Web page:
[Recently, an] Isotoner employee was fired for taking unauthorized breaks to pump breast milk. Not only did her employee fire her, but the Ohio Supreme Court upheld the firing. Read more about it here (pdf).
An excerpt, “According to the trial court, “Allen gave birth over five months prior to her termination from [Isotoner]. Pregnant [women] who give birth and chose not to breastfeed or pump their breasts do not continue to lactate for five months. Thus, Allen’s condition of lactating was not a condition relating to pregnancy but rather a condition related to breastfeeding. Breastfeeding discrimination does not constitute gender discrimination.” (echidne)
I’m sorry, but when was the last time a man breastfed?
it is gender discrimination and it is a shame that Ohio has archaic laws that do not support breastfeeding mothers.
not only that, i don’t know what smoking breaks are like over there. but if that was this country, smokers get hella more breaks than non-smokers, and nobody bats an eyelid. why should a breastfeeding woman not be allowed breaks? it’s fucking ridiculous.
Anyone who knows me well, knows that I LOVE music. And get pretty much obsessed about some of it. I often give myself the responsibility to promote bands or artists to my friends. Especially if i think they’d like them. I can never understand it when they don’t, but i guess i don’t really mind. Except a few - then i have to hum or bite my lip or pretend it’s OK when really, it’s not cool. Anyway, I have this thing, when I find an amazing song but can’t hear it enough. Like, it’s never loud enough or something. So i set about trying to feel it in my bones. I listen repeatedly loudly and quietly, daily until i feel like i’ve quenched my thirst. this sometimes means listening to a song for weeks at a time. Weirdly, I never tire of these songs. I remember doing this to Nannette Williams and Bryn Hayworth when I was, I don’t know, 7? But i remember so clearly, when I bought Boyzone’s second album in 1996 and repeatedly listened to ‘Words’ and ‘A different Beat’. And I remember buying Hanson’s album on tape with my pocket money, in 1997 when I was 12 thinking ‘I Will Come To You’, ‘Thinking of You’ and ‘Where’s the Love’ were just uh-mazing. So much so, that i used to write the words out again and again until i was tired. I have since carried on this unquenchable music need thing to artists and bands with a little more credibility than Hanson and Boyzone. I remember ‘finding’ Lifehouse in 2001 and feeling like i needed to tell all of England about this band. I think i did a pretty good job of spreading the word. On that album i couldn’t stop listening to ‘Everything’ and ‘Simon’. I think i need to make a mixtape of all the songs that I have desperately tried to digest - i think for me it would make the happiest mixtape ever. I usually always have a song on the go that is driving me some sort of crazy. Currently: The first two tracks on Imogen Heaps new album, Ellipse. Brilliant.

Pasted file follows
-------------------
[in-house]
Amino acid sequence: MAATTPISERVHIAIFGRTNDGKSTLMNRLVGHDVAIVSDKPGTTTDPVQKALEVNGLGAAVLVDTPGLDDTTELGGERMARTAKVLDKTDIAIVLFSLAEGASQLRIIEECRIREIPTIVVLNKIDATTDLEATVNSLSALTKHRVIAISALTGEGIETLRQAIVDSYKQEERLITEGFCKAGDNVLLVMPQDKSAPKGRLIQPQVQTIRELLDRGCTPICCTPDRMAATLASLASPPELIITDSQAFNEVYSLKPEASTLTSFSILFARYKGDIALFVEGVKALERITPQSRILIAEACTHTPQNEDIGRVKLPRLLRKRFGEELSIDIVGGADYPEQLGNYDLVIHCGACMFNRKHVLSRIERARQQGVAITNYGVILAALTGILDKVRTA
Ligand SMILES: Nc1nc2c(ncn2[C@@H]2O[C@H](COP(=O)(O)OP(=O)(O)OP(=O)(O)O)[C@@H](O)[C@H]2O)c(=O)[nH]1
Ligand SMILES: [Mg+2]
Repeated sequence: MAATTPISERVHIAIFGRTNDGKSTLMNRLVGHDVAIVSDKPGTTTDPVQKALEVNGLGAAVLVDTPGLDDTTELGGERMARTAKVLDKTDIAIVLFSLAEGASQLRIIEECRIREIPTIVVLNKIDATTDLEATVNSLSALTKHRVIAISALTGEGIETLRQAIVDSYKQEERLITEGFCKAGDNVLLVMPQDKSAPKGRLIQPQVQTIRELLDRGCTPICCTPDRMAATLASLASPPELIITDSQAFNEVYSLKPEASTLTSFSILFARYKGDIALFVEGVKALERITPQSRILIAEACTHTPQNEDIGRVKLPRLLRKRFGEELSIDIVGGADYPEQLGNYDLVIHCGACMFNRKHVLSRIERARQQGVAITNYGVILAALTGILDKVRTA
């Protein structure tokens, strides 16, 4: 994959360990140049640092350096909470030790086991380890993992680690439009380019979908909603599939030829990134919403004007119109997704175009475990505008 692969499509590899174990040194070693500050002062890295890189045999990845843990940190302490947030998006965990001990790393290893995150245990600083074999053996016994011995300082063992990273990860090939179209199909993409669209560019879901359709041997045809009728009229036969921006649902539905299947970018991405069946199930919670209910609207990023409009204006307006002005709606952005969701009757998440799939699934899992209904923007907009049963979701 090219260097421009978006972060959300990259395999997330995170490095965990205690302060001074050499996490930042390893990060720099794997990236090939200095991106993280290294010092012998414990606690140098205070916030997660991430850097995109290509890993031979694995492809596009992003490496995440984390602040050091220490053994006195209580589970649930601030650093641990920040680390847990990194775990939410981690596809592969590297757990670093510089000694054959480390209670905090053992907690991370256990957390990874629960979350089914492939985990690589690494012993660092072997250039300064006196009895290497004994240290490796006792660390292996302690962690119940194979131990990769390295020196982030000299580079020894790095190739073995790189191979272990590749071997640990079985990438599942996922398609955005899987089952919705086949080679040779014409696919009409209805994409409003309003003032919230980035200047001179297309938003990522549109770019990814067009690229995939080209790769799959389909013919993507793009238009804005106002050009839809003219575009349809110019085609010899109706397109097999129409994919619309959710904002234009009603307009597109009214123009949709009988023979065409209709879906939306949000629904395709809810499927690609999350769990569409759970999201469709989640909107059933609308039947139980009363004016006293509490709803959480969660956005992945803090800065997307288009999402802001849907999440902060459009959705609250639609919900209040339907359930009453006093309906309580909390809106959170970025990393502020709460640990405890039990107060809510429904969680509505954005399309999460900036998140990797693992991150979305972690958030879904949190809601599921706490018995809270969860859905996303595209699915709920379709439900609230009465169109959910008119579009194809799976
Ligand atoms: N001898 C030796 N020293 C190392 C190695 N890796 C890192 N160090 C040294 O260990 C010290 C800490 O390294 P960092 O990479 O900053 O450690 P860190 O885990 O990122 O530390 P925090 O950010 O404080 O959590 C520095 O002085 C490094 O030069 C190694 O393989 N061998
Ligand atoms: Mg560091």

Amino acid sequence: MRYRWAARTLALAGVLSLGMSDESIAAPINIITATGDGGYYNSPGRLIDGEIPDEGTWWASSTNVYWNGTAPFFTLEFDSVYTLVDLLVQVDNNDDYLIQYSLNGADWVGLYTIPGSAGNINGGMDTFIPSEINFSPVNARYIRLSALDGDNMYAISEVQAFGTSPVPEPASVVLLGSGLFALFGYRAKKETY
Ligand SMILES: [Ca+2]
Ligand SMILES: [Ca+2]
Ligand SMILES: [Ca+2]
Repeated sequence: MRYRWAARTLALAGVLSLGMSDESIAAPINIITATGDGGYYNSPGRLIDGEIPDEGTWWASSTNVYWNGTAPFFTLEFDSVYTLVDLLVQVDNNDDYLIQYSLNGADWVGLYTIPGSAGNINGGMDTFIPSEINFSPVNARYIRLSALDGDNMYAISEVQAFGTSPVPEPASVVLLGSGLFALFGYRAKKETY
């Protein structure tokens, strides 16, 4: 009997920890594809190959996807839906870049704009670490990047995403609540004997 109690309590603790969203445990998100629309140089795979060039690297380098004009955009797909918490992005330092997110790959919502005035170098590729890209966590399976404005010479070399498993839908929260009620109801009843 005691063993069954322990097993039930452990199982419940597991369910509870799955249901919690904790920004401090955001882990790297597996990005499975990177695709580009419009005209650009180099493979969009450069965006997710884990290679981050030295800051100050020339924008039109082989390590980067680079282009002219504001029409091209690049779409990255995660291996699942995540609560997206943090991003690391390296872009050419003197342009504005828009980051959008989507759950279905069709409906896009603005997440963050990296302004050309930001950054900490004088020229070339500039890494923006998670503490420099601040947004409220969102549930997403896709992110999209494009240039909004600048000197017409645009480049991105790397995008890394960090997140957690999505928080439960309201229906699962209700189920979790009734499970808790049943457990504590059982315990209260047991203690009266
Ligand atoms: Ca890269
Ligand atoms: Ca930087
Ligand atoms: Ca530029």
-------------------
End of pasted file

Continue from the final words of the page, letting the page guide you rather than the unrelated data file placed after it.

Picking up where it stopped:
i do this too :) i did this with ‘you say’ by lisa loeb when i was maybe, 12? i think i pretty much wore that casette tape out. others include, ‘whole wide world’ wreckless eric, ‘acoustic#3’ and ‘naked’ and ‘slide’ by goo goo dolls, ‘the trapeze swinger’ iron and wine, ‘renegede’ by styx, ‘blurry’ puddle of mudd, and this one song by caedmon’s call that i can’t even remember the name of. sometimes when i love songs, i just remember the songs. i don’t remember the names, or the bands, i just get that song in my head and it won’t leave.
almond m&m’s, sour patch kids, a beuno, vanilla cupcakes with strawberry frosting, praline and cream heigen daaz, a whisper, sweetarts, twizzlers, a family size bag of revels, apple and blackberry crumble, jolly ranchers, banana split pop tarts, lucky charms, moutain dew, cream soda, a smarties mcflurry, foam strawberry sweeties, carrot cake, white chocolate and raspberry slices, chocolate covered pretzels. lots and lots of chocolate covered pretzels.
“Christians who believe in the sanctity of life ought to be concerned about any health care system overhaul that will increase abortions. But our conviction about life should also lead us to care about the 45 million Americans who lack health insurance and therefore receive inadequate care. We should care that the uninsured are 1.6 times more likely to die from cancer than those with insurance who are diagnosed and treated earlier. We should care that we have a system that discriminates against those with preexisting conditions, the weakest and most vulnerable in our society. Our belief in the value of life should drive us to seek a system that will care for our brothers and sisters after they are born and not just before.”—
I’m also not clear on why anybody thinks that universal coverage would increase the number of abortions. Women opt for abortion are increasingly young and poor. Is this a lack of access to affordable birth control? A lack of access to sufficient prenatal care? A concern about the costs of childbirth? Universal coverage would fix all of these.
For what it’s worth, Guttmacher casts the number of people who abort for financial reasons at 73%, with 28% (of the total population, not the 73% population) specifcally saying ‘can’t afford a baby and childcare, which is probably about as close to the financial concerns listed above as you’re likely to find without a specialized survey.
People think this will increase the number of abortions for two reasons, mostly: a) not aware of the Hyde Amendment; b) consider contraceptive use to be abortion. Mark it.
Yet America still manages to have the highest proportion of abortions to any other country (bar Australia I believe). Including our ‘socialised medicine’ fuelled island. Of all the things to be concerned about in a healthcare reform, increased abortions seems like the stupidest.